I’ll have a read of the link later. But to my way of thinking, a valid code or cipher has ‘hidden’ meaning thus:
If C= p, A = X, T = h, then ‘cat’ would equal pXh if the substitutions relationships were changed on a daily basis, then ‘cat’ could equal ‘dog’. This way the original language carries information to a receiver, yet the language is still English (garbled English).
For DNA to qualify as code it would have to do the same, e.g. DNA string GAT = protein X, will ATG ever produce protein X, ? because if it were a code it should be able to.
I would like to keep the other thread running along the direction of semantics if possible, but this is still a very important issue.
Here's a link that describes the characteristics of the genetic code. There are a number on the web.
Control processes cannot be understood in detail, if the meaning of information is not completely clear. The exchange of information between individuals (or functional elements) is called communication. Communication is based on the transmission of information that consists of signs. Each sign stands for or speaks of something. An information can therefore be regarded as a sum of signs. Information as such can neither be captured physically nor energetically.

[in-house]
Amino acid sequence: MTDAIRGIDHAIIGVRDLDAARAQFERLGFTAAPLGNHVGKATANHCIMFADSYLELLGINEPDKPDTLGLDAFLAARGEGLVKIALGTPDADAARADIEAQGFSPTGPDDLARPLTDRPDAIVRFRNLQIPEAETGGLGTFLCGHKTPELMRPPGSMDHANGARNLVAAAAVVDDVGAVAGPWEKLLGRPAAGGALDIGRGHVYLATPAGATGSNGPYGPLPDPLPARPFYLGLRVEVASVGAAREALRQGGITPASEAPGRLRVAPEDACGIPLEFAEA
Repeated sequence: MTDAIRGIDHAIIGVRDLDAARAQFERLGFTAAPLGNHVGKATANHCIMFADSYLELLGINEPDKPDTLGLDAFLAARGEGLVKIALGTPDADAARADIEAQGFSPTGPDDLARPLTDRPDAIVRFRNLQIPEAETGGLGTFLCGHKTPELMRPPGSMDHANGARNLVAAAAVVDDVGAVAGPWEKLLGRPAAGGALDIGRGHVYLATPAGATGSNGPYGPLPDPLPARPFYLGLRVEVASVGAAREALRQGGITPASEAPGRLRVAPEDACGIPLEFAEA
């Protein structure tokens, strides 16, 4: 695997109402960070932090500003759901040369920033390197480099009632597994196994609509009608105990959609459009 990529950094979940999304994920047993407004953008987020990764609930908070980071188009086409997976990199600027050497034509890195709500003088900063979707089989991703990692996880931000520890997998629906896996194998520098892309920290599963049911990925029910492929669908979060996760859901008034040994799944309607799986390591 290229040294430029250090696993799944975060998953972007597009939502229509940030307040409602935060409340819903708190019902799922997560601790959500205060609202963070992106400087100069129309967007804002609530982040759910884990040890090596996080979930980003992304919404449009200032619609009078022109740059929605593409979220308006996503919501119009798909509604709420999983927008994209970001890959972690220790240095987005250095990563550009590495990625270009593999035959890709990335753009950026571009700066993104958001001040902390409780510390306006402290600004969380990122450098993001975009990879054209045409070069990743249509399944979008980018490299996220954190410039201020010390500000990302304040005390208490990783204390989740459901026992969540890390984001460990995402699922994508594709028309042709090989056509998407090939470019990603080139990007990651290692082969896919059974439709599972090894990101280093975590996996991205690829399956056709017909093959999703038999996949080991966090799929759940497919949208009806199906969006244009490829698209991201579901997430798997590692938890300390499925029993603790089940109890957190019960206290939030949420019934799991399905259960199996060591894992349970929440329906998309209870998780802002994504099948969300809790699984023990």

The assignment of an information to a certain physical state is called coding. Each sign carries a meaning and is thus part of a signal. The letters of an alphabet are signs.
Code: The information theory distinguishes between languages that have evolved during historical periods of time and codes that have been developed for special purposes. But in a strictly formal sense, a language is a code, too. Probably the most famous natural code (according to the information theory a language) is the genetic code. The genetic information that is stored in the DNA with a content of four nucleotide signs is used for the production of proteins with a content of 20 amino acids signs.
This is just a web page that I stumbled across.